Ethics and Sustainability in Curriculum: From Support to Strategy

AACSB's senior vice president and chief officer of Americas, Michael Wiemer, and María Helena Jaen, chair and distinguished professor at the Universidad de los Andes School of Management, discuss the fact that in order to successfully implement ethics and sustainability in to curriculum, it must be a holistic approach, involving all members from the bottom up.


Transcript

Michael Wiemer: [00:19] When we think about some of the larger impacts that business schools can have in society for example, developing the next generation of great leaders, or business schools themselves having a larger positive societal impact topics of sustainability and ethics must be part of that conversation.

[00:35] I'm curious about how business schools can better incorporate ethics and sustainability into their existing programs and curricula.

María Helena Jaen: [00:44] This is a very good question. There is not a single answer. It depends on the context, the cultural environment in the school, the location, the country. Let's say that we make the decision to embed sustainability, corporate responsibility, and ethics in our curriculum. You need to work with faculty.

[01:11] You need to develop a bottom up approach, working with all the stakeholders of the school. I mean faculty, the student, the staff, alumni, employers. It's really important to listen to the voices of the different stakeholders regarding what you are doing. This is the first thing that I believe is really important to embed these topics in your curriculum.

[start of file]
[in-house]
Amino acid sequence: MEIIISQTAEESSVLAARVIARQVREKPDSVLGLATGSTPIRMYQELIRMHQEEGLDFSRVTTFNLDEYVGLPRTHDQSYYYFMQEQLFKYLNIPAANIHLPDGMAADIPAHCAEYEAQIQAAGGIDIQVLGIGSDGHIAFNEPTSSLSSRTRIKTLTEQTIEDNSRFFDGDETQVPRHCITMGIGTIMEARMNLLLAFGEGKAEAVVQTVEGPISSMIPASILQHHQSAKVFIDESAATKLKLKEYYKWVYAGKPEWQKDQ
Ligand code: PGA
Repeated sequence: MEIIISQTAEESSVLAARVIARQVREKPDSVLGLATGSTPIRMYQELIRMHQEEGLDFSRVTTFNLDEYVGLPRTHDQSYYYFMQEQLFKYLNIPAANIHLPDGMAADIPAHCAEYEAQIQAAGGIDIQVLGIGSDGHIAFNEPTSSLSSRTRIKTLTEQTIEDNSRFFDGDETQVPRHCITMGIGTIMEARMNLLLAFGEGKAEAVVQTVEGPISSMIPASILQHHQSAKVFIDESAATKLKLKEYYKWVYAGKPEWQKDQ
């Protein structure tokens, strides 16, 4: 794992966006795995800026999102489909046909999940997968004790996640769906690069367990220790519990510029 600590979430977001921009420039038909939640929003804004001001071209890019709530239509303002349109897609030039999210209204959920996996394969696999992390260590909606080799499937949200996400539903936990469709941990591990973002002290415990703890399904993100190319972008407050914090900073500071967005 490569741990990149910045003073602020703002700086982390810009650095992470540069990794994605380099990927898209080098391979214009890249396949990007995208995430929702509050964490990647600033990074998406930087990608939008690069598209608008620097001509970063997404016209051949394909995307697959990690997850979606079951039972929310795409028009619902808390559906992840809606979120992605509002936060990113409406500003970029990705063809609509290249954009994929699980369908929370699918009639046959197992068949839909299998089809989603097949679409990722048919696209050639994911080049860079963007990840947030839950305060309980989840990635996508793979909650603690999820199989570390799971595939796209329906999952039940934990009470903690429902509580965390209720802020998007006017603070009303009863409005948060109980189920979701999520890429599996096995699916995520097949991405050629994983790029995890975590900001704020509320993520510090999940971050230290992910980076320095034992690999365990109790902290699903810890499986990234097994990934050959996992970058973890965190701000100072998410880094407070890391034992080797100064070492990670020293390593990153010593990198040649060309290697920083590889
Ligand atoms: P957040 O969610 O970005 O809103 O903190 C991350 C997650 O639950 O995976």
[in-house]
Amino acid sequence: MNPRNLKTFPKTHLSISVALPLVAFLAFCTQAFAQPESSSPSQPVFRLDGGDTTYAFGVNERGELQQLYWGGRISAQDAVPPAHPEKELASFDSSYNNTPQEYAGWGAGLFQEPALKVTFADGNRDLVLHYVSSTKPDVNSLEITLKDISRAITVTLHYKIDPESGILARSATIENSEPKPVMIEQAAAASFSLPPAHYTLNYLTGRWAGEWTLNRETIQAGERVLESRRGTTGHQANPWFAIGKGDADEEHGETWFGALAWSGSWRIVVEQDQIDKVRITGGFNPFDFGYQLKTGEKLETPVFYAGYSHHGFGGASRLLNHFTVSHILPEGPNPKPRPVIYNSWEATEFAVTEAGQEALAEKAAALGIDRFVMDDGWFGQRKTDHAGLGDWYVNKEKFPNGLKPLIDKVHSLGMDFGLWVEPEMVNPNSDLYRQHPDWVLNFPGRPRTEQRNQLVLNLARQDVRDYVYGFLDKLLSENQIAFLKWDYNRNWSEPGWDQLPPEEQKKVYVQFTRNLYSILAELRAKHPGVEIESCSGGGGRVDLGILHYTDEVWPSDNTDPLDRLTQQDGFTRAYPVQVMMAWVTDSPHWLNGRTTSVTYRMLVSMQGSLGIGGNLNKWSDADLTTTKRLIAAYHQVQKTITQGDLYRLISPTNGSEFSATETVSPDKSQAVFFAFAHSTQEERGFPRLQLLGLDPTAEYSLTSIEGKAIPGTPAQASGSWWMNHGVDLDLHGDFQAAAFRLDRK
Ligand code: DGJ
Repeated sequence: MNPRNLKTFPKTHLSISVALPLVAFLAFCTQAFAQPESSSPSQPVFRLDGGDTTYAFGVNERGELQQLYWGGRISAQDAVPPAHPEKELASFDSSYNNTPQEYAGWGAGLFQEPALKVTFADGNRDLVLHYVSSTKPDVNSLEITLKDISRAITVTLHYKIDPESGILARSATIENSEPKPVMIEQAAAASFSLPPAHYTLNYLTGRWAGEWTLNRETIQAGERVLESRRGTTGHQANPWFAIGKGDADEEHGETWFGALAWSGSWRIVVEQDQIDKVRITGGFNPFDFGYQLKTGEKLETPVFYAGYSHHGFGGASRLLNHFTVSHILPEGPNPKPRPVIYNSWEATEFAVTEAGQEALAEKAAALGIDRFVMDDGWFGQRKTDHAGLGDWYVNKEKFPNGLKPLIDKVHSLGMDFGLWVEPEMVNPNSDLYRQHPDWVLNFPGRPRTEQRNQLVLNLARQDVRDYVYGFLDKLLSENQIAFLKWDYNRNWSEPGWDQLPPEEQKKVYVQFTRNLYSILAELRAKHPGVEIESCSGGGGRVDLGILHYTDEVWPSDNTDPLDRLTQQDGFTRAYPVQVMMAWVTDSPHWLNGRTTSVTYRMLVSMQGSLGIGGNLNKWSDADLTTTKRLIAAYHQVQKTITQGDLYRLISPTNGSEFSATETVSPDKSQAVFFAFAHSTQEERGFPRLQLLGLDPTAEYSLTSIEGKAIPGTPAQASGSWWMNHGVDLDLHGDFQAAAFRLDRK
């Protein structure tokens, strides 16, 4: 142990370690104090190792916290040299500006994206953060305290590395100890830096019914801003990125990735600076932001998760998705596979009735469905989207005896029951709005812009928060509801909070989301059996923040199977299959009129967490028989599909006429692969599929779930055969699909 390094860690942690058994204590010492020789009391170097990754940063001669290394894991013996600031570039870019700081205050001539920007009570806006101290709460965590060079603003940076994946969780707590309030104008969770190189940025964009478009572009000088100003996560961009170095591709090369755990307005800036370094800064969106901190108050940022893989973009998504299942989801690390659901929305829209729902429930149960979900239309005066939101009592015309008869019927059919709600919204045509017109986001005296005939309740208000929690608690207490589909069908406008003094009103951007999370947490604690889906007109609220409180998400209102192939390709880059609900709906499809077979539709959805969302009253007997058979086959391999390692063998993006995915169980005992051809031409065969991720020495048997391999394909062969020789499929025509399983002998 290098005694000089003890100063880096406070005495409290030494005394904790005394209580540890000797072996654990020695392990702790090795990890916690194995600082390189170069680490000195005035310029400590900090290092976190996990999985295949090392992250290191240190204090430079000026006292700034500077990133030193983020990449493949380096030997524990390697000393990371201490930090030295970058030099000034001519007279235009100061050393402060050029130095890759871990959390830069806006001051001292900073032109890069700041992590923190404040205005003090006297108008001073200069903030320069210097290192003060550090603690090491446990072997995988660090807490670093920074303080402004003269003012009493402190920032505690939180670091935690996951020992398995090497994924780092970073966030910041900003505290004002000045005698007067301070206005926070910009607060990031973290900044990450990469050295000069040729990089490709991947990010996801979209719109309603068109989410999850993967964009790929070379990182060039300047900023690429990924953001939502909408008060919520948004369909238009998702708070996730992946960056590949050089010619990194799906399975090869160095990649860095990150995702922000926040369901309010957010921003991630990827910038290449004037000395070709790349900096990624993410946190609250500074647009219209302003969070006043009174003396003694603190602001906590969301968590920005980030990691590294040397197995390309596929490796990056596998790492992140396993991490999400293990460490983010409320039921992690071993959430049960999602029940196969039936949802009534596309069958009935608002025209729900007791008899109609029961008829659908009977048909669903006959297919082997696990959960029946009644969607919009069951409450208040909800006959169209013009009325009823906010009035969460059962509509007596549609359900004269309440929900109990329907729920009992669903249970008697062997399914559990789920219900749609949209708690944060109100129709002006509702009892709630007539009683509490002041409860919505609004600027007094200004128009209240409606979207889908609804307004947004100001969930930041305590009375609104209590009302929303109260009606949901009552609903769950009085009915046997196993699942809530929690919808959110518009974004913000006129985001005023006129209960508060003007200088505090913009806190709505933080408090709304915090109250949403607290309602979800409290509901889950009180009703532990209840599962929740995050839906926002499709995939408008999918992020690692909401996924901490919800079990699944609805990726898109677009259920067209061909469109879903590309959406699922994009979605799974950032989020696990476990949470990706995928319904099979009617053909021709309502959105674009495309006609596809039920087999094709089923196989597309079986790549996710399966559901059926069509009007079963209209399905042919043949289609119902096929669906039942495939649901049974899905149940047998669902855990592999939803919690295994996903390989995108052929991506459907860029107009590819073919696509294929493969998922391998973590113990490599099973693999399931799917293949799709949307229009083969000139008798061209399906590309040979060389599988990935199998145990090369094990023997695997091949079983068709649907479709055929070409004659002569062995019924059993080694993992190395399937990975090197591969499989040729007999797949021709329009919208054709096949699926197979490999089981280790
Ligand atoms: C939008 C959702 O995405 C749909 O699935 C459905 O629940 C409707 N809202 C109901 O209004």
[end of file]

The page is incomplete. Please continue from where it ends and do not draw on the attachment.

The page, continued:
[01:43] Second, you have to have the institutional capacity. What I mean by that is that you have to have first the faculty, faculty who love to teach sustainability, ethics, social responsibility. If you have this faculty, it's going to be much easier, because you have the faculty who knows how to teach that, the pedagogy, and to love to do research regarding those issues.

[02:15] You need to have also resources to back up the initiative. Having the institutional capacity, you can undertake this kind of reform in your curriculum. Another thing that I think is really important is that this initiative has to be in the agenda of the dean in his or her top priorities. This is really important.

[02:45] Finally, and not less important, is to have legitimate core team, the owners of the initiative, with the participation of faculty, of students. If you have an advisory board let's say one person for our advisory board you can have an alumni team, a core team, the coalition team to push this initiative in the school.

[03:09] I think that we have been thinking about this in ours. We decided to go with a transformative approach, a multi level approach, working with faculty, students, staff developing a mission driven initiative connected with the strategic planning of the school because this is really important. This initiative need to be part of the strategic plan of the school.

[03:33] If not, it's something that is not part of the DNA of the school.

Filmed at AACSB's Annual Accreditation Conference in Washington, D.C., September 2018.